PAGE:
Iglesia Parroquial de San Jerónimo el Real
Los Jerónimos, as it is called locally, is a 16th-century church located at Calle Moreto, right next to Museo del Prado. It is considered as one of the most important convents in Madrid.
Chocolateria San Gines
Chocolatería San Gines is a café known for their chocolate con churros. They’ve been around since 1894 and it is open 24 hours. It is located at Pasadizo de San Ginés close to San Ginés church. It’s popular to the locals and tourists alike so you have to wait in a queue. The wait is worth it, the churros here are on completely different level, soft, a bit chewy, and not too oily. I thought Krizh was just hyping it, boy I was so wrong. For only €4 (₱239), you have 6 pieces of freshly cooked churros and a cup of thick, not overly sweet hot coco.
Out of all the places we didn’t enter, this is my regret. It would have been great to see a film at Cine Callos, a cinema established in 1926. Aside from movies, it is a venue for comedy acts and concerts. I’d love to go back and catch a show here next time.
Formerly called, Plaza de Arrabal, Plaza Mayor dates back to the 15th century. It is a public square with some bar and restaurants and market stalls. It is always filled with tourists especially in December for the Christmas bazaar.
Mercado de San Miguel
A few minutes’ walk from Plaza Mayor is Mercado de San Miguel where people go to have a taste of some authentic Spanish cuisine. There you can find gourmet food and fresh produce, which I find to be on the pricey side. I was just happy taking photos because I wasn’t too keen on wasting my euros when there are good food back at Krizh’s place.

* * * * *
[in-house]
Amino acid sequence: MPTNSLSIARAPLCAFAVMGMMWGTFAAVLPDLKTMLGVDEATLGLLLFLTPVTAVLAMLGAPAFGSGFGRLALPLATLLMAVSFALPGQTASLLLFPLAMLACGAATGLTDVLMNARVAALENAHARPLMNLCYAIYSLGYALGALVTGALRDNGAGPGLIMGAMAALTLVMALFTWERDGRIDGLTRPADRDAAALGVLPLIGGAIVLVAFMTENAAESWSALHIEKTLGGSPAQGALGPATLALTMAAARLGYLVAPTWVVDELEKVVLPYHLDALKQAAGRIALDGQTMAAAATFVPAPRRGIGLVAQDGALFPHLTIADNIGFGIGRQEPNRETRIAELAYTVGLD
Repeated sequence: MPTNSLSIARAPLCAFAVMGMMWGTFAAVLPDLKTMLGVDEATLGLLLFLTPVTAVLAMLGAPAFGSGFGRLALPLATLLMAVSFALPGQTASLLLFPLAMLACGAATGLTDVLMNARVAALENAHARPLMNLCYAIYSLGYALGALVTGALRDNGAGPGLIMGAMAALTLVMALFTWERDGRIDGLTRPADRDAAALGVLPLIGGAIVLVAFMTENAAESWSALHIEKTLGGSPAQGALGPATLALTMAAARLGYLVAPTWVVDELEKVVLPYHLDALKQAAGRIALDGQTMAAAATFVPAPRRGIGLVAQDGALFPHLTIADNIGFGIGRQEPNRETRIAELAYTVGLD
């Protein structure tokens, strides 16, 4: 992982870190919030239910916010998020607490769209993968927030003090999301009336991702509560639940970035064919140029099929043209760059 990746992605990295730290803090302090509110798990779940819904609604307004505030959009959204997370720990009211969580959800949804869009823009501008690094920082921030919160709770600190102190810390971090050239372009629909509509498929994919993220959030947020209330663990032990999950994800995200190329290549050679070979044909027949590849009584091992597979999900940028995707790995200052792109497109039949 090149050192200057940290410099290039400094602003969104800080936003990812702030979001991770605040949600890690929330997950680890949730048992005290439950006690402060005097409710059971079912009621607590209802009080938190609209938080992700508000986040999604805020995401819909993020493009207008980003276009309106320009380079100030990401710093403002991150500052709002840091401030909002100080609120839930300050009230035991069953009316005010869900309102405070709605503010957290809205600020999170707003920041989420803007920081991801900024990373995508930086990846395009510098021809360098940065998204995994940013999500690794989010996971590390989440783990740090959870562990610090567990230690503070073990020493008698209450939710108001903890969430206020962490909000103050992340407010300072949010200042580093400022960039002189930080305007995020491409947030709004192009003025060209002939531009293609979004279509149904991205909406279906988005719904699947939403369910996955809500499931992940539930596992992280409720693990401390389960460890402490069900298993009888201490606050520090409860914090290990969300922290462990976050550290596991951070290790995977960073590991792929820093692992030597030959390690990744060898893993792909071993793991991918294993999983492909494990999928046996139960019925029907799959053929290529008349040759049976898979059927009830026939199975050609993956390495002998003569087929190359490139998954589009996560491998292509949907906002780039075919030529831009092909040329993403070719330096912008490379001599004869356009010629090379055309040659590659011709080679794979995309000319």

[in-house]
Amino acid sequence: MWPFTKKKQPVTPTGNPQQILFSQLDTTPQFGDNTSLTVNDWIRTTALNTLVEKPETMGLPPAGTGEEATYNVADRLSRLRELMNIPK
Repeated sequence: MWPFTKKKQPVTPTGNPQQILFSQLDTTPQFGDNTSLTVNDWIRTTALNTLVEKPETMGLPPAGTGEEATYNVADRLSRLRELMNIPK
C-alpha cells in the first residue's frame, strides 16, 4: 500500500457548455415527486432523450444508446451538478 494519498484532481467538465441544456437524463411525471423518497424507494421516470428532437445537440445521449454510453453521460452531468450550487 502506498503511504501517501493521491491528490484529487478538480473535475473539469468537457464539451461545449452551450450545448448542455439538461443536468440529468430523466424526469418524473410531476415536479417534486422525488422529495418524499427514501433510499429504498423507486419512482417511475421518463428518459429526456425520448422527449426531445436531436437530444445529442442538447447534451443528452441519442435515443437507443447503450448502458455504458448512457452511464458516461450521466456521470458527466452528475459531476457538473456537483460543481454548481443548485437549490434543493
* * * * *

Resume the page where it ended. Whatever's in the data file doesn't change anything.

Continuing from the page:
Plaza de la Villa
Plaza de la Villa is within Madrid’s historical zone. There you will see the Lujanes’ House and Tower, Cisneros’ House, and Casa de la Villa.
The Royal Palace of Madrid or “Palacio,” built in the year 1735, is the official residence of the Spanish monarchs. Presently, Palacio is used for state ceremonies. The royal family lives at Palace of Zarzuela.
Temple of Debod
The Temple of Debod, an ancient Egyptian temple is the most interesting thing I’ve seen in Madrid. In 1968, UNESCO relocated the shrine from Aswan, Egypt to Spain as a way to save the historical site.
Parque de la Montana
Our tour concluded at Parque de la Montana where I found myself doing what the rest of the people came there to do, wait for the sunset.
Having originated from a country where the sun is always shining, I don’t make much of a spectacle of the rising and the setting of the sun. But in Madrid, I gazed at the orange glow in the horizon like I was seeing it for the first time. It is easy to ignore or underestimate of what is always there until you don’t see it and suddenly you’re made aware of its importance. It’s funny that I had to be miles away from home to appreciate what I had always loathed.
And what a marvel it is to see the sunset on that side of the world.